Established in 1953, Volleyball Canada is the national organization responsible for the growth and development of the sport, involved in all levels, from recreational pick-up games and grassroots development to high level international competitions, including managing the beach, indoor, and sitting volleyball teams at the Olympic and Paralympic Games. The organization counts with 80,000 members and hosts various competitions year-round. Earlier this month, Volleyball Canada introduced a new identity designed by Vancouver-based Hulse & Durrell.
The new emblem sheds the complexity of previous incarnations. An evolved icon to represent a new generation of athletes. The typography is constructed from simple geometric shapes, circles and straight lines, which are reflected in the equipment and on the field of play. Representing both indoor and beach volleyball, the colour palette expands from traditional Canadian colours into beach-inspired aqua, salmon and violet.
The old heavily stroked logo went against the quickness, agility, and smoothness of the sport, feeling overburdened with all that black around it. The “speed” lines were a touch much and the condensed/extended wordmark was a bad combination. The new logo is signature Hulse & Durrell, with an icon that makes the best use of the obligatory maple leaf and renders it in a way that feels contemporary and exciting. The way it integrates the volleyball is elegant and beautifully done, with the thickness of the ball’s lines matching the thickness of the spacing between the ball and the leaf at its tightest spots. Not crazy about the stroked versions — I would love to see the black background without the white stroke, I bet it would look bad-ass — but you can’t win them all. The wordmark, in Avant Garde Gothic, complements the icon quite well and is used beautifully on the website.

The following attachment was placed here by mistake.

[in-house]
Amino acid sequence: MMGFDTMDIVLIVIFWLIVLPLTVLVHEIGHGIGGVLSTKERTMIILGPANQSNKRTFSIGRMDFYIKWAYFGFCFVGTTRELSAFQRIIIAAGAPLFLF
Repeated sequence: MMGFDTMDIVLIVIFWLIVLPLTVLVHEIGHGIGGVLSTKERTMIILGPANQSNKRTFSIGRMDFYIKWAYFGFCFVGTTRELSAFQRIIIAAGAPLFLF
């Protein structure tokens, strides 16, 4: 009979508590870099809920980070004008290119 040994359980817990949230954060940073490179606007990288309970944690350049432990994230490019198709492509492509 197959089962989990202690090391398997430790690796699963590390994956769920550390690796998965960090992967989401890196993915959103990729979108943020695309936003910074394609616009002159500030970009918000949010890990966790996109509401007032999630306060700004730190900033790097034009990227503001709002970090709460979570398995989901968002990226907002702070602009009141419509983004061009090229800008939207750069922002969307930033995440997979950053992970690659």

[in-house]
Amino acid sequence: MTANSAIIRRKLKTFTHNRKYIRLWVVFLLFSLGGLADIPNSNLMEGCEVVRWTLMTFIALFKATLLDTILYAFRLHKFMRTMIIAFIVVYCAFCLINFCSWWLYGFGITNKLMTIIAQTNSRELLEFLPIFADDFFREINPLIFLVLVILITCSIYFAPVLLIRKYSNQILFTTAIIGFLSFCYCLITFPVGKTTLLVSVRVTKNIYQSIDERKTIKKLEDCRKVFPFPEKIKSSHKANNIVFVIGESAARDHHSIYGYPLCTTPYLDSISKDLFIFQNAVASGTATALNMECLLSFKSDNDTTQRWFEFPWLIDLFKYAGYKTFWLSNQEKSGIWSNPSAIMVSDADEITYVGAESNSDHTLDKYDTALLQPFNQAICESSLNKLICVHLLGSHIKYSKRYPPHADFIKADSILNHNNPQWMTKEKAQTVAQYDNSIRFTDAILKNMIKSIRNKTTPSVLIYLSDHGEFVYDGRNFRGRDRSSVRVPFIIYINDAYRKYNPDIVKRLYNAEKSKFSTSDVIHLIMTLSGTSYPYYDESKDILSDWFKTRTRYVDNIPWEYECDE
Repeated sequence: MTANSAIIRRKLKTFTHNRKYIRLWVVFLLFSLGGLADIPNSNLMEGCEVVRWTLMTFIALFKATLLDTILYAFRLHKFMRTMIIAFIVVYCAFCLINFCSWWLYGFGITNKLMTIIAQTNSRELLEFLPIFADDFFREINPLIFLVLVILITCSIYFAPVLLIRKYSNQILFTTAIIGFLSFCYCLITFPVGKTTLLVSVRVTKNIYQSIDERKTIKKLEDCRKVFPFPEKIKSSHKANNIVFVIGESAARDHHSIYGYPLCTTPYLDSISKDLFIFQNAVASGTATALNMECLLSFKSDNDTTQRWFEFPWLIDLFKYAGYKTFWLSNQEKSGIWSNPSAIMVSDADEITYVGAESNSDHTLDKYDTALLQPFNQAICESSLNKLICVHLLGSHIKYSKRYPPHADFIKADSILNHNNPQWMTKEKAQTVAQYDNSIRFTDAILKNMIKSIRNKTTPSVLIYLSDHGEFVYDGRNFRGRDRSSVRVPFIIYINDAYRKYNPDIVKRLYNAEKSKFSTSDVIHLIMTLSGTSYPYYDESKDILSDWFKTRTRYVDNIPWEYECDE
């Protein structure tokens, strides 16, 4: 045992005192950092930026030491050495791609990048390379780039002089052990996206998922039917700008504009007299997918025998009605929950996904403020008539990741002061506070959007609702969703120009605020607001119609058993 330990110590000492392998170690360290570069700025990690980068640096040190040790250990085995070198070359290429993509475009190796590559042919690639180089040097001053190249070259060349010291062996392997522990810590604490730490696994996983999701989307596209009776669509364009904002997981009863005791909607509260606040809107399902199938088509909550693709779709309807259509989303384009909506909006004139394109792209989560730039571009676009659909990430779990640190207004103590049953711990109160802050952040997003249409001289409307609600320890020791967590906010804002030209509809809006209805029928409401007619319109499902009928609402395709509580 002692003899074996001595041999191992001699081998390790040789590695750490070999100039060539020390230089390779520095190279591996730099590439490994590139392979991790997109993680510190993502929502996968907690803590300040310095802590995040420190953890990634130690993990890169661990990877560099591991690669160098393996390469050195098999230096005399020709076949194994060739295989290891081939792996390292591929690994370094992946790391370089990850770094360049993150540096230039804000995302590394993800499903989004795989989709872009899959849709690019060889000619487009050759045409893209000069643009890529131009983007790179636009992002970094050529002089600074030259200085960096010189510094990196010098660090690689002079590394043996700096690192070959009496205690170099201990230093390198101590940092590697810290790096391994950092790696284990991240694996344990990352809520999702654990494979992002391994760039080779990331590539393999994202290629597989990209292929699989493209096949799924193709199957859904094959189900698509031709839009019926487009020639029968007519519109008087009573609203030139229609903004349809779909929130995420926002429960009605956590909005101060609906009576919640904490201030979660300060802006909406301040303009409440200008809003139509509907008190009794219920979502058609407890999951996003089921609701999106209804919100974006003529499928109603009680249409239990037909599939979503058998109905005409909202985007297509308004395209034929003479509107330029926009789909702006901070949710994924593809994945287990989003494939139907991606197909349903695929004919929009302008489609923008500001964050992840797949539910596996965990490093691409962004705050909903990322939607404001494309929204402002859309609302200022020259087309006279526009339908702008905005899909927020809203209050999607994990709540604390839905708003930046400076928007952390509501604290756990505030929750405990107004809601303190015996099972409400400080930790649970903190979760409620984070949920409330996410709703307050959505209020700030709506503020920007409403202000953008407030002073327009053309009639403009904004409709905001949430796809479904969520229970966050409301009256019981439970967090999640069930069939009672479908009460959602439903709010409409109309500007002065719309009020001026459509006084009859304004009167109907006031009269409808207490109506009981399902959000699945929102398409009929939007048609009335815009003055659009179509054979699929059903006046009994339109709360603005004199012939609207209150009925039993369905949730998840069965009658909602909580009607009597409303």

The use of Avant Garde also extends nicely into event logos and sets quite convincingly on a curve.
Applications shown are on the limited side but you get the gist: red, black, and white + Avant Garde in Swiss-ish style layouts. Can’t argue with that, especially when it’s so well done. Overall, an elegant, modern update with just enough in-your-face attitude.
Thanks to Owen Kerr for the tip.